Sirna Therapeutics Inc. is raising about $28 million through a private placement to advance its lead product, Sirna-027, through Phase II studies in wet age-related macular degeneration and move preclinical candidates for hepatitis C and dermatology into human trials.
The company did not release the number of shares, though the price has been fixed at $1.60 each. Part of the placement is expected to close this week, with the remainder to close at a later date.
"Next year, in 2006, we will have three programs in clinical trials," said Rebecca Robison, senior director of corporate strategy for the Boulder, Colo.-based company. "So that money is well needed for moving forward the development pipeline," while continuing to build up a preclinical pipeline using Sirna's short-interfering RNA (siRNA) technology.
Those funds are expected to "last beyond just a single year," she added.
Sirna's lead product, Sirna-027, a VEGF inhibitor designed to treat wet age-related macular degeneration, is set to begin Phase II studies during the first half of next year. VEGF has garnered attention lately in the wet AMD space - note the approval of New York-based Eyetech Inc.'s Macugen, a pegylated aptamer, in December, and promising Phase III results recently released for South San Francisco-based Genentech Inc.'s humanized antibody fragment, Lucentis - but Sirna said early results indicate that its own product could be a tough competitor.
A chemically modified siRNA, Sirna-027 aims to use the body's existing molecular mechanisms to halt the growth of blood vessels in the macula. The product targets VEGF receptor-1, and therefore plays into the placental growth factor, believed to be important in treating AMD, Robison said.
The company initiated a Phase I trial in November to evaluate the drug, which was administered in a single intravitreal injection to about 25 patients. Interim results were presented at the 2005 Association for Research in Vision and Ophthalmology meeting in Fort Lauderdale, Fla., in May.
"We released safety data on 14 patients and visual acuity data on 10 patients," Robison told BioWorld Today, adding that results from a few additional patients were released at the Biotechnology Industry Organization conference in Philadelphia last month.
In addition to data showing Sirna-027 to be safe and well tolerated, those early results also demonstrated that all patients experienced stabilization in visual acuity, and 31 percent of those showed significant improvement of greater than three lines, "which is better than either Lucentis or Macugen during their Phase I trials," she said. "We're very encouraged by those results to date."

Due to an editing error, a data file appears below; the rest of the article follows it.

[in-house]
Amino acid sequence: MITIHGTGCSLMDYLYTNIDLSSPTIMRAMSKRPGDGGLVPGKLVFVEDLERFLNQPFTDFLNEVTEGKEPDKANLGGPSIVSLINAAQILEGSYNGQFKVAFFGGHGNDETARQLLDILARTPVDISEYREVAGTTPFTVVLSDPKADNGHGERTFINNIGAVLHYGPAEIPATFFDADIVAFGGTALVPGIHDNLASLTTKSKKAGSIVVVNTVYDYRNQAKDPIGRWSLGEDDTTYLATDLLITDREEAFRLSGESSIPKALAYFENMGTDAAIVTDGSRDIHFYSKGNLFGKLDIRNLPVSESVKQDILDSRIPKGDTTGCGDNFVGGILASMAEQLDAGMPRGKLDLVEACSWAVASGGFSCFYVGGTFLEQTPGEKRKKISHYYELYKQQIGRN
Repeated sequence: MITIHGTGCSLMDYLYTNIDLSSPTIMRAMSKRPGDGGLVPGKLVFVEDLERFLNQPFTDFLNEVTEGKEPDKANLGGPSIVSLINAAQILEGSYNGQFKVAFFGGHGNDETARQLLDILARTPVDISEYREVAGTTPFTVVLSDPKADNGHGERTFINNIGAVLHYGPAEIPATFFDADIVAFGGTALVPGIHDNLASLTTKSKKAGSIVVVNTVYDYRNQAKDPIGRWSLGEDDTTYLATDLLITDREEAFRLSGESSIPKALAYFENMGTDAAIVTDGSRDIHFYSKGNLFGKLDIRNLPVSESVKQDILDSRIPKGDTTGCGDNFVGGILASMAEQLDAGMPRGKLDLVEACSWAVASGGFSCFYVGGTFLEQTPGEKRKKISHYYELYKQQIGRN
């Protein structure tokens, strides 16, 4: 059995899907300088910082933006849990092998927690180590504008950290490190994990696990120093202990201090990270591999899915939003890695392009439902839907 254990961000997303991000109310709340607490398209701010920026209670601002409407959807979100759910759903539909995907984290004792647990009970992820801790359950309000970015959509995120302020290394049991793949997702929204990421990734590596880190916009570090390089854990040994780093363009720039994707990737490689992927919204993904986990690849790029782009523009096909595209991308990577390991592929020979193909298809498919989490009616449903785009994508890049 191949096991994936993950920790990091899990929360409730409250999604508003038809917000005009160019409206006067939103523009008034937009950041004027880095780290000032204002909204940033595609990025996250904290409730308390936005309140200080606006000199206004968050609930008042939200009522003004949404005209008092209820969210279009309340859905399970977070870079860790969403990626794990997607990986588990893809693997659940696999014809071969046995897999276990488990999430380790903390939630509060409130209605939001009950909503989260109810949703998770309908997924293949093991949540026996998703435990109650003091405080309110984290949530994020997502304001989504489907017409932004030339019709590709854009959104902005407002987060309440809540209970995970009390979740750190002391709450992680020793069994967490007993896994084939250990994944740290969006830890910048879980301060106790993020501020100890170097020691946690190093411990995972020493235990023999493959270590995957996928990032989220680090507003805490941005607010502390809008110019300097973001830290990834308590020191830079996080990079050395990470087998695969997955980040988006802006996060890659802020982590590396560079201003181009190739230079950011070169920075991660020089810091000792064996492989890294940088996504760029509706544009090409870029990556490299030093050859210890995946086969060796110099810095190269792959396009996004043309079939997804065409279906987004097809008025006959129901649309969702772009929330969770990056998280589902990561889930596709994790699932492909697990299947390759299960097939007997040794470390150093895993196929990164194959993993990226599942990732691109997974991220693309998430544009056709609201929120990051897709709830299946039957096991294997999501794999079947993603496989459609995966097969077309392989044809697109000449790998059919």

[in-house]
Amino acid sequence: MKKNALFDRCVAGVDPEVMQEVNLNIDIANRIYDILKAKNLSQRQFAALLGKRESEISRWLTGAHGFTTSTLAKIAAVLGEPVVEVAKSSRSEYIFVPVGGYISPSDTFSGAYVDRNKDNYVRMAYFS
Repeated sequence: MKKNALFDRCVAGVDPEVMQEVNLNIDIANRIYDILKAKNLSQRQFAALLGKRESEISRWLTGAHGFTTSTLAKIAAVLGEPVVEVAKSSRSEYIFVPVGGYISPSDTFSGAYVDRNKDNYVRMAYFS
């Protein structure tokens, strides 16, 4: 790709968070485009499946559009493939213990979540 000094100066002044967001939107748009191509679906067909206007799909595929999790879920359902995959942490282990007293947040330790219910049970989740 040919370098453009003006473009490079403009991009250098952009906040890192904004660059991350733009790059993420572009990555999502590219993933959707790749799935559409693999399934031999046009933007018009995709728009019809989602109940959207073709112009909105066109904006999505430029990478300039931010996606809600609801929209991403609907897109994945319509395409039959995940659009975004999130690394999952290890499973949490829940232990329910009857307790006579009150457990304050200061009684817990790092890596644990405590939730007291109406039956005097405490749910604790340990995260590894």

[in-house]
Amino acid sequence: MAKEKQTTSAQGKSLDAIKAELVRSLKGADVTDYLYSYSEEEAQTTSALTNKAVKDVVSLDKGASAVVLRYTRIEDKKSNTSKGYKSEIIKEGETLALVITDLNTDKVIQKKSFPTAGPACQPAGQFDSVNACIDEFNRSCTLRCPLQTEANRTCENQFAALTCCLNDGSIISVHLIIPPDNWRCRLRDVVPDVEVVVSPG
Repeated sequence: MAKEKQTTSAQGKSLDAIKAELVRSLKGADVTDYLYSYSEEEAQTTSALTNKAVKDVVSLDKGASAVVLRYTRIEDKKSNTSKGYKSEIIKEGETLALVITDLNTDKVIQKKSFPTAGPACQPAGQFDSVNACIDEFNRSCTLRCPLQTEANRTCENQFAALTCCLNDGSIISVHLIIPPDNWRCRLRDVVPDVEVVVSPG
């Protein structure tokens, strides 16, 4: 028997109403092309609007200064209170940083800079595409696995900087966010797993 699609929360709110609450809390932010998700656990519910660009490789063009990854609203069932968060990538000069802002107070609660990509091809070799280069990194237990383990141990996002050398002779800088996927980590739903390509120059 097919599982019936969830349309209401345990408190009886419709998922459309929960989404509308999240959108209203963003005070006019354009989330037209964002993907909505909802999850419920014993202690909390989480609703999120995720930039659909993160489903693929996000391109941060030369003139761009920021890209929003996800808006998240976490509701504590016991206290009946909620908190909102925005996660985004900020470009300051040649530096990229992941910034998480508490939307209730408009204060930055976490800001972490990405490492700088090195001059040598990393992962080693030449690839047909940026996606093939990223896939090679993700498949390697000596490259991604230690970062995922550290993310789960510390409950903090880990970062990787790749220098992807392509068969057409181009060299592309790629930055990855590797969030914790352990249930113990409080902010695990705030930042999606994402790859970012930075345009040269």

Sirna's hepatitis C and dermatology programs are set to begin Phase I studies during the second half of 2006. The company advanced several stabilized siRNAs into preclinical testing to treat hepatitis C virus in 2003, and since then, has recorded some promising results regarding the reduction of viral load.
"We have to do an HBV surrogate for small animal models," Robison said, since there is no HCV model for small animals. Those models have demonstrated the ability of the company to overcome a "huge hurdle" to deliver siRNAs systemically in therapeutically relevant doses.
"Right now, we are demonstrating with our current formulations over a 3-log knockdown of the virus at day seven," she added. Sirna plans to take the HBV program, running in primates, and translate it to an HCV program in humans with the start of clinical trials.
Sirna's third program focuses on dermatology, specifically the "hairless program," Robison said, "where we're knocking down the hairless transcription factor."
The company's pipeline also includes an oncology program partnered with Indianapolis-based Eli Lilly and Co. The agreement calls for Sirna to use its RNAi technology against Lilly's targets for cancer indications.
A program aimed at developing therapies for Huntington's disease is partnered with Targeted Genetics Corp., of Seattle. Sirna also has ongoing preclinical programs in asthma and diabetes.
The company ended the first quarter with a net loss of $8 million, or 19 cents per share. As of March 31, the company has cash, cash equivalents and marketable securities totaling $24.9 million.
Sirna recently appointed J. Michael French senior vice president for corporate development. French will lead activities such as partnerships, collaborations, product licensing, and mergers and acquisitions.